Achieving the benefits of accelerated applications/services development while eliminating idle costs represent the foundational motivations of Fission, the open-source Functions as a Service (FaaS) serverless framework on Kubernetes.
Fission gives developers the advantage of creating useful applications/services without the need to know and implement the myriad number of steps it takes to deploy containers on Kubernetes.
Ideal for short-lived, stateless applications like DevOps automation or webhook implementation, Fission is also a good fit for creating small REST APIs e.g. backends of mobile applications and chatbot development.
Using Fission: Two Major Concepts To Learn
When it comes to Fission, a developer has to be familiar with two major concepts:
- Triggers – They are the bindings of an event to a function. For example, HTTP triggers map HTTP requests to functions or a particular message can map events on that message queue to functions.
- Functions – They can be written in various major languages including Node.js, Ruby, Python, Java and Go.
Why Serverless Framework on Kubernetes?
While Kubernetes based container orchestration provides uniformity to development and simplifies complex distributed systems, there are inherent difficulties for a newcomer e.g. building and push containers to a registry, know what registries to use, how to handle updates. All this adds to the complexity of using containers and Kubernetes. Fission eliminates or reduces repetitive tasks, allowing developers to innovate and speed up the development and deployment of new business functionality.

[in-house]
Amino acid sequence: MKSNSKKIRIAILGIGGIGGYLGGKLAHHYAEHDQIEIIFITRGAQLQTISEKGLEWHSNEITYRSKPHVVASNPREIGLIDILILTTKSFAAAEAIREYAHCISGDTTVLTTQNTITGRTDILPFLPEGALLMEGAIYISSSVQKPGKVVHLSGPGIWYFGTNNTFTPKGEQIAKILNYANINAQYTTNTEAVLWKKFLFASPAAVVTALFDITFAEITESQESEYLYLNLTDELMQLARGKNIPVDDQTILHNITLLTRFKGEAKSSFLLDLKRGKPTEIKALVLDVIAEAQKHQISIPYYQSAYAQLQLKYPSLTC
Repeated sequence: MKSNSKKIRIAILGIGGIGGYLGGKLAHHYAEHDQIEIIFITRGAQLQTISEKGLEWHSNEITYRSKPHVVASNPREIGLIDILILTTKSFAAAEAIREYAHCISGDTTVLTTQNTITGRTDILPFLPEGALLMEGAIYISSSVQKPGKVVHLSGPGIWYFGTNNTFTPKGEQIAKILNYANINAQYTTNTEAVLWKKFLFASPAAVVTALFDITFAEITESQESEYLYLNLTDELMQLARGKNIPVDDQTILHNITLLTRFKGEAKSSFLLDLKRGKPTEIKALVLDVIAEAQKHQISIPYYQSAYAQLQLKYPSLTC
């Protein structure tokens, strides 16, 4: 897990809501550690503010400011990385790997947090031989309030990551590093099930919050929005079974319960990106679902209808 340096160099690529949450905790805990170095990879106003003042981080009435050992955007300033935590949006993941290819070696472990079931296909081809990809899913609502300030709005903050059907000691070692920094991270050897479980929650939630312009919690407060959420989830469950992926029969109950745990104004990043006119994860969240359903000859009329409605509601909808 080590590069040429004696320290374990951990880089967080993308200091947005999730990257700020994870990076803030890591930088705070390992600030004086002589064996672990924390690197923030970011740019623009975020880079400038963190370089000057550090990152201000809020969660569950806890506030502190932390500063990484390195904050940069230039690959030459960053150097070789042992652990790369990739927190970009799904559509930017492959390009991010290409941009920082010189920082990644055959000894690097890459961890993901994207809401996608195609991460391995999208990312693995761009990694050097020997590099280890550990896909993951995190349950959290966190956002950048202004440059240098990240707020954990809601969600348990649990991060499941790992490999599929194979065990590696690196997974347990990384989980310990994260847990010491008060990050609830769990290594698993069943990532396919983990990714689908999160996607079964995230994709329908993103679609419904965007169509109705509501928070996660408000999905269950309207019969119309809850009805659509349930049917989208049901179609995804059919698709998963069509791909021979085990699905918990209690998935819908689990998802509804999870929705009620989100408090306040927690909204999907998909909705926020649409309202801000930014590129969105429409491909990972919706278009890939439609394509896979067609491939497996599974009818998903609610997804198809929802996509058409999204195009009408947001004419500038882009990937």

In addition, as more and more services are created, a certain minimum “fee” in terms of memory and CPU usage is being paid for the runtime resources used for running the services, even when the services are idle.
Fission, however, makes idle functions free by using a pool of pre-warmed containers that are always running. When function requests come in, Fission pulls from one of the warmed containers to load the function and send the event to that function. This allows the function to be free when idle but deliver fast response times when they are needed. By eliminating the costs for idle functions, Fission allows payment for the resources associated with the clusters to take place only in proportion to their utilization.
Learn more about Fission
If you’re ready to learn more about Fission, check out Platform9’s overview of Fission. For Fission webinars, news and blog posts, visit Fission Resources. Ready to delve in? Check out our GitHub project, Fission.io, and download Fission to start building your own serverless functions. Join the Fission community on Slack.
Hear about the compelling factors that drove me to create a serverless framework on Kubernetes and why FaaS heralds a new computing paradigm.
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